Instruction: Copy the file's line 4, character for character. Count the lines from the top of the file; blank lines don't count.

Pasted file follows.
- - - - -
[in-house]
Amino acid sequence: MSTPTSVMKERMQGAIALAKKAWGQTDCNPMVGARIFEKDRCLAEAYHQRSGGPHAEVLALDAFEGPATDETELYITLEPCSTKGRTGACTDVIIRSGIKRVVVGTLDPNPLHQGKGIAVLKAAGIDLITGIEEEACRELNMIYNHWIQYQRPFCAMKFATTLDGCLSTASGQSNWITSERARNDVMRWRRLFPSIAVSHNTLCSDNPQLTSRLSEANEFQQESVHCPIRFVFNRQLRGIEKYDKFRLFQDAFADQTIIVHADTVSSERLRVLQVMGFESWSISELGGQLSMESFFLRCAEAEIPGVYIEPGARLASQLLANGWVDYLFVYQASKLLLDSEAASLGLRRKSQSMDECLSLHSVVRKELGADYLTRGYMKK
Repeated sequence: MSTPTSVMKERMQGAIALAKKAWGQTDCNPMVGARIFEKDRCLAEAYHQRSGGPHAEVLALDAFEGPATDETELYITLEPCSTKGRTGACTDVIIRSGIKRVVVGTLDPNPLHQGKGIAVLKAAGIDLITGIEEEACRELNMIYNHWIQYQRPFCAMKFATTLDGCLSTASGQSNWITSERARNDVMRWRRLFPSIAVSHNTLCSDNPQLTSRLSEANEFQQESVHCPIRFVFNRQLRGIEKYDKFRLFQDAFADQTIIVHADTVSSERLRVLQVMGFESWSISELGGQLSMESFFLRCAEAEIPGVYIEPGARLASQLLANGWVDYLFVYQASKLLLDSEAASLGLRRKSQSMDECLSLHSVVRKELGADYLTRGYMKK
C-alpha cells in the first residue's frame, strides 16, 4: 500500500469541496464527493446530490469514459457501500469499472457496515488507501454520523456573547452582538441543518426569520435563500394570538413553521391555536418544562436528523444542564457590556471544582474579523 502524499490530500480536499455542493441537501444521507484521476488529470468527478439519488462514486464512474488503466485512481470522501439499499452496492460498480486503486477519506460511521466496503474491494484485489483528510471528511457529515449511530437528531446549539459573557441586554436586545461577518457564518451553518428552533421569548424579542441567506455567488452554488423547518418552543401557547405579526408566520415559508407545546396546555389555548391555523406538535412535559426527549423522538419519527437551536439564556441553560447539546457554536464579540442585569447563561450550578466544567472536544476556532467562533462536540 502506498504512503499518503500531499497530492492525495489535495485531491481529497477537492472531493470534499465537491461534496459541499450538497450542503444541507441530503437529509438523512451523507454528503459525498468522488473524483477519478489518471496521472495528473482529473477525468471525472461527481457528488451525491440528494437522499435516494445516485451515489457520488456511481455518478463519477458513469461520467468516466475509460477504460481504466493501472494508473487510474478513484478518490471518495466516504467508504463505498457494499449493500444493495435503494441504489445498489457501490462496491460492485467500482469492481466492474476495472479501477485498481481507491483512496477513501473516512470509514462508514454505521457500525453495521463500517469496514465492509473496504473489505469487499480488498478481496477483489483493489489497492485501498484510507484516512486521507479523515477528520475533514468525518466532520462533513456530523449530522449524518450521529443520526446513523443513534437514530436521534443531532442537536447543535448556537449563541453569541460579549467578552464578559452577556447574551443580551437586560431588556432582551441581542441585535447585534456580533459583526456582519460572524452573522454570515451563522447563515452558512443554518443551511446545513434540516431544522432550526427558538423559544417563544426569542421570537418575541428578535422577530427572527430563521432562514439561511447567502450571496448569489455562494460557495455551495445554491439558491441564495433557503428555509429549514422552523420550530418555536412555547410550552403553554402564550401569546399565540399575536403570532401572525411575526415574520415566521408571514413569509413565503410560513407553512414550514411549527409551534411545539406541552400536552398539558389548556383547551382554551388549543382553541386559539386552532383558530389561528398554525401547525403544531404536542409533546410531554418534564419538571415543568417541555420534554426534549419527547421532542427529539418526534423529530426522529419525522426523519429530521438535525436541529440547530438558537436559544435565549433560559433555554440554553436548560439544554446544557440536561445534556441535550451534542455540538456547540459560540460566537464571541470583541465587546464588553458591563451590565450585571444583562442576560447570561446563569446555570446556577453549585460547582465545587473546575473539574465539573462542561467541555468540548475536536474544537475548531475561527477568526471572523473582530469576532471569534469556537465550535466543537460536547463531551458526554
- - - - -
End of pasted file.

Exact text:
C-alpha cells in the first residue's frame, strides 16, 4: 500500500469541496464527493446530490469514459457501500469499472457496515488507501454520523456573547452582538441543518426569520435563500394570538413553521391555536418544562436528523444542564457590556471544582474579523 502524499490530500480536499455542493441537501444521507484521476488529470468527478439519488462514486464512474488503466485512481470522501439499499452496492460498480486503486477519506460511521466496503474491494484485489483528510471528511457529515449511530437528531446549539459573557441586554436586545461577518457564518451553518428552533421569548424579542441567506455567488452554488423547518418552543401557547405579526408566520415559508407545546396546555389555548391555523406538535412535559426527549423522538419519527437551536439564556441553560447539546457554536464579540442585569447563561450550578466544567472536544476556532467562533462536540 502506498504512503499518503500531499497530492492525495489535495485531491481529497477537492472531493470534499465537491461534496459541499450538497450542503444541507441530503437529509438523512451523507454528503459525498468522488473524483477519478489518471496521472495528473482529473477525468471525472461527481457528488451525491440528494437522499435516494445516485451515489457520488456511481455518478463519477458513469461520467468516466475509460477504460481504466493501472494508473487510474478513484478518490471518495466516504467508504463505498457494499449493500444493495435503494441504489445498489457501490462496491460492485467500482469492481466492474476495472479501477485498481481507491483512496477513501473516512470509514462508514454505521457500525453495521463500517469496514465492509473496504473489505469487499480488498478481496477483489483493489489497492485501498484510507484516512486521507479523515477528520475533514468525518466532520462533513456530523449530522449524518450521529443520526446513523443513534437514530436521534443531532442537536447543535448556537449563541453569541460579549467578552464578559452577556447574551443580551437586560431588556432582551441581542441585535447585534456580533459583526456582519460572524452573522454570515451563522447563515452558512443554518443551511446545513434540516431544522432550526427558538423559544417563544426569542421570537418575541428578535422577530427572527430563521432562514439561511447567502450571496448569489455562494460557495455551495445554491439558491441564495433557503428555509429549514422552523420550530418555536412555547410550552403553554402564550401569546399565540399575536403570532401572525411575526415574520415566521408571514413569509413565503410560513407553512414550514411549527409551534411545539406541552400536552398539558389548556383547551382554551388549543382553541386559539386552532383558530389561528398554525401547525403544531404536542409533546410531554418534564419538571415543568417541555420534554426534549419527547421532542427529539418526534423529530426522529419525522426523519429530521438535525436541529440547530438558537436559544435565549433560559433555554440554553436548560439544554446544557440536561445534556441535550451534542455540538456547540459560540460566537464571541470583541465587546464588553458591563451590565450585571444583562442576560447570561446563569446555570446556577453549585460547582465545587473546575473539574465539573462542561467541555468540548475536536474544537475548531475561527477568526471572523473582530469576532471569534469556537465550535466543537460536547463531551458526554